v1-10 - Remember the context of these letters we've been reading to Pastor Timothy and Pastor Titus. These men did not have the benefit of being able to attend seminary or have access to hundreds of inspirational books and videos published every year on how to do this or that in the church, so Paul wrote them these letters to give them a crash course.
Chapter two makes clear a big part of the job: teach.
Teach the older men (v2), older women (v3), the young men (v7) and even the slaves (v9) (remember, most people were slaves in that day & age).
Pastor Titus will be able to do this because he himself has been taught by grace to say no to the world and instead live a godly life (v11-12).
You may not be a pastor or elder, but this same principle applies to you as well. As you are taught by grace, you have a responsibility to be teaching all those you are in relationship with.
v11 - The NIV translates v11 as "the grace of God has appeared that offers salvation to all people." Most of the other translations state that God's grace has appeared bringing salvation to all people. Doesn't this seem like proof that salvation is universal, that is, all people are saved rather than just a certain few? Is the NIV translation leading people to a false theological conclusion?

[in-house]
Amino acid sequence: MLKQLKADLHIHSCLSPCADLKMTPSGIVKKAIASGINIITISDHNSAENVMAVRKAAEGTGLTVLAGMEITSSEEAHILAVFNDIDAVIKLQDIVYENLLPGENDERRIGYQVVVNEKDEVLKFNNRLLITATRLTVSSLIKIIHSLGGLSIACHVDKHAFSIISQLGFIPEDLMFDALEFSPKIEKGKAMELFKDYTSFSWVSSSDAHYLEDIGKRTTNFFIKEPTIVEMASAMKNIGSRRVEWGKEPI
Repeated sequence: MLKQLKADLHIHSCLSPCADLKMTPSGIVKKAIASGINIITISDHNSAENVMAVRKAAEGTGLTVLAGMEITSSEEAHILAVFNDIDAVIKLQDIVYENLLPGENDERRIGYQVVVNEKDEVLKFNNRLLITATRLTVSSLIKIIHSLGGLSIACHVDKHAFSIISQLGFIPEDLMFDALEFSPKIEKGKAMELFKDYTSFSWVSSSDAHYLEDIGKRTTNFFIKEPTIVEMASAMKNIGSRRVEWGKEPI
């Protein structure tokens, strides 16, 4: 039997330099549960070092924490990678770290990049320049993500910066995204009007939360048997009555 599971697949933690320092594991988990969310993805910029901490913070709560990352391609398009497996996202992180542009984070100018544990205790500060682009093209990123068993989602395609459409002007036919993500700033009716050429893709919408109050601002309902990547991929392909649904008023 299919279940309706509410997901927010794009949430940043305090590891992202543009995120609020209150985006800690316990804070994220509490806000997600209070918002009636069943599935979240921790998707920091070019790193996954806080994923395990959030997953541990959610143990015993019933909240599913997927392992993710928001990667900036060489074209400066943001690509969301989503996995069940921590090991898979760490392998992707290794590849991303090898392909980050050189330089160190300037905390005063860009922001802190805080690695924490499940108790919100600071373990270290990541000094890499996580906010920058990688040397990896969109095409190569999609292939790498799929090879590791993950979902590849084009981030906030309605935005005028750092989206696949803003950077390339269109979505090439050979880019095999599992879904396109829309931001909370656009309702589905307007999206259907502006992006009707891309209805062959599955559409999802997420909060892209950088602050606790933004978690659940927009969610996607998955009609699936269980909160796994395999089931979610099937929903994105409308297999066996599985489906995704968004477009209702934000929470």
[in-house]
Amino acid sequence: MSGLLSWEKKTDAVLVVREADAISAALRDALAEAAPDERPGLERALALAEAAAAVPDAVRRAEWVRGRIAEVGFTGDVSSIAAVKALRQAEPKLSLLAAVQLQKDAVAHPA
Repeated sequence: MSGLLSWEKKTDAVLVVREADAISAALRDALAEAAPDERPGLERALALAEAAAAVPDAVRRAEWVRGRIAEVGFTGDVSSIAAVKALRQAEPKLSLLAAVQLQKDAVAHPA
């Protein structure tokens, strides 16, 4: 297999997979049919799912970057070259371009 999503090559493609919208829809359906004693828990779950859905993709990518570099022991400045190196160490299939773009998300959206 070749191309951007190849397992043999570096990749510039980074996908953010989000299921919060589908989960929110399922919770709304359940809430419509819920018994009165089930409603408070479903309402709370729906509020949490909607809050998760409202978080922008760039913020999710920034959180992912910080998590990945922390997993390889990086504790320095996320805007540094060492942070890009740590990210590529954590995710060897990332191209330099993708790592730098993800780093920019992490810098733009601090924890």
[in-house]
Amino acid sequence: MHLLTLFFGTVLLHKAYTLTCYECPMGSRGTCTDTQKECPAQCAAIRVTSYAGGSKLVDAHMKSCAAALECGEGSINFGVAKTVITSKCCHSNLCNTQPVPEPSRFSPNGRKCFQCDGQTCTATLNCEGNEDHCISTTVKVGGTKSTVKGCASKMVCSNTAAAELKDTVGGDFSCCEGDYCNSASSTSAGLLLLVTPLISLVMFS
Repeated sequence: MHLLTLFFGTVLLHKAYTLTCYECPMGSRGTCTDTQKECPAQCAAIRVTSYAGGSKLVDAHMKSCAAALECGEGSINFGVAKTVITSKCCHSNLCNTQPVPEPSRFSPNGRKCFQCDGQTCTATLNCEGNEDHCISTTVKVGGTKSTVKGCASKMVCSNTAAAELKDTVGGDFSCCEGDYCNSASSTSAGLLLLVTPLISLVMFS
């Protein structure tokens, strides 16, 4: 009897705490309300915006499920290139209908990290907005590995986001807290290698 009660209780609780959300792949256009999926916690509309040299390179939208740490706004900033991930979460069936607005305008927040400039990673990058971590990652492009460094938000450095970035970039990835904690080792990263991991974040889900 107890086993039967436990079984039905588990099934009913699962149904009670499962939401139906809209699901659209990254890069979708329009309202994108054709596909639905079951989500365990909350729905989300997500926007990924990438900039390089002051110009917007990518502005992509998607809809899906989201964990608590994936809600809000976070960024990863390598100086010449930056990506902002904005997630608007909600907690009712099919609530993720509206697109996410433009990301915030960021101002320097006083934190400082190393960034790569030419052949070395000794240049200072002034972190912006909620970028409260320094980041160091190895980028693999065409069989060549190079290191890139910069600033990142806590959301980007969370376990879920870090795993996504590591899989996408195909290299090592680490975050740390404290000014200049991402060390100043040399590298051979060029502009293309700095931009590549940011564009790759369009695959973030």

It is certainly true that God's grace brings salvation to all people (that's literally what the Greek text says), but this doesn't mean that all people are saved by it.
Just like the old saying says, 'you can lead a horse to water, but you can't make it drink.'
All people have grace offered (brought) to them,
but only those who have been graciously regenerated (born again) by the Holy Spirit will accept the grace that's been brought to them.
It's hard to arrive at this conclusion simply based on this one verse, but one of the key rules of biblical interpretation is that scripture interprets scripture.